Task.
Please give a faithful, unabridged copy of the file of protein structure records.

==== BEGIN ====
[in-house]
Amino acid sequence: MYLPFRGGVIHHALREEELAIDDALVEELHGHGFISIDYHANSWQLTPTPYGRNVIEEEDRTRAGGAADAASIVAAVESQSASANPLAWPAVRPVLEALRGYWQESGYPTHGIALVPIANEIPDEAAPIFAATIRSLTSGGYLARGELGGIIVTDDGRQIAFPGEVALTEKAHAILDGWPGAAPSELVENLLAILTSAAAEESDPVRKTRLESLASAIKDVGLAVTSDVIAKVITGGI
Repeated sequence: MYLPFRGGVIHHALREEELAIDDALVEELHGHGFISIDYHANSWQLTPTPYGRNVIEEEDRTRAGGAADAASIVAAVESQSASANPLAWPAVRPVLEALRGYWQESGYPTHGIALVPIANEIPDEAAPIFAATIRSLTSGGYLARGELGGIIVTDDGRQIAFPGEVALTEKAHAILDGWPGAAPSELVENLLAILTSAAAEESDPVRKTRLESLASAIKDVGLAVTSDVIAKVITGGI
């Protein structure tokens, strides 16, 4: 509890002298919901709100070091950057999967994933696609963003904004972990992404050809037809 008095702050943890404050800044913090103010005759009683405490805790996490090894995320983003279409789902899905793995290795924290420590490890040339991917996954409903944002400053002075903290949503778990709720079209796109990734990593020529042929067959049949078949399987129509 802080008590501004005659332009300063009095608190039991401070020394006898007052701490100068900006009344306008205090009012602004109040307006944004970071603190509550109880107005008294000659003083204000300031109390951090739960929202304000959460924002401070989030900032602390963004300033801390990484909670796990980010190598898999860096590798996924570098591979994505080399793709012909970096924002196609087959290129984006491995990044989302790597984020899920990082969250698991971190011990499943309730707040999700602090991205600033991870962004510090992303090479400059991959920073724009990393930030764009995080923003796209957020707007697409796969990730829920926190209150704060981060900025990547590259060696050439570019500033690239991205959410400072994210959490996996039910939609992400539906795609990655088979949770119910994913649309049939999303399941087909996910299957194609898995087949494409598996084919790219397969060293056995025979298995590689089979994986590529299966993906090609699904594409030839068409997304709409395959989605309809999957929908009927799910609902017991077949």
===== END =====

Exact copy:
[in-house]
Amino acid sequence: MYLPFRGGVIHHALREEELAIDDALVEELHGHGFISIDYHANSWQLTPTPYGRNVIEEEDRTRAGGAADAASIVAAVESQSASANPLAWPAVRPVLEALRGYWQESGYPTHGIALVPIANEIPDEAAPIFAATIRSLTSGGYLARGELGGIIVTDDGRQIAFPGEVALTEKAHAILDGWPGAAPSELVENLLAILTSAAAEESDPVRKTRLESLASAIKDVGLAVTSDVIAKVITGGI
Repeated sequence: MYLPFRGGVIHHALREEELAIDDALVEELHGHGFISIDYHANSWQLTPTPYGRNVIEEEDRTRAGGAADAASIVAAVESQSASANPLAWPAVRPVLEALRGYWQESGYPTHGIALVPIANEIPDEAAPIFAATIRSLTSGGYLARGELGGIIVTDDGRQIAFPGEVALTEKAHAILDGWPGAAPSELVENLLAILTSAAAEESDPVRKTRLESLASAIKDVGLAVTSDVIAKVITGGI
């Protein structure tokens, strides 16, 4: 509890002298919901709100070091950057999967994933696609963003904004972990992404050809037809 008095702050943890404050800044913090103010005759009683405490805790996490090894995320983003279409789902899905793995290795924290420590490890040339991917996954409903944002400053002075903290949503778990709720079209796109990734990593020529042929067959049949078949399987129509 802080008590501004005659332009300063009095608190039991401070020394006898007052701490100068900006009344306008205090009012602004109040307006944004970071603190509550109880107005008294000659003083204000300031109390951090739960929202304000959460924002401070989030900032602390963004300033801390990484909670796990980010190598898999860096590798996924570098591979994505080399793709012909970096924002196609087959290129984006491995990044989302790597984020899920990082969250698991971190011990499943309730707040999700602090991205600033991870962004510090992303090479400059991959920073724009990393930030764009995080923003796209957020707007697409796969990730829920926190209150704060981060900025990547590259060696050439570019500033690239991205959410400072994210959490996996039910939609992400539906795609990655088979949770119910994913649309049939999303399941087909996910299957194609898995087949494409598996084919790219397969060293056995025979298995590689089979994986590529299966993906090609699904594409030839068409997304709409395959989605309809999957929908009927799910609902017991077949």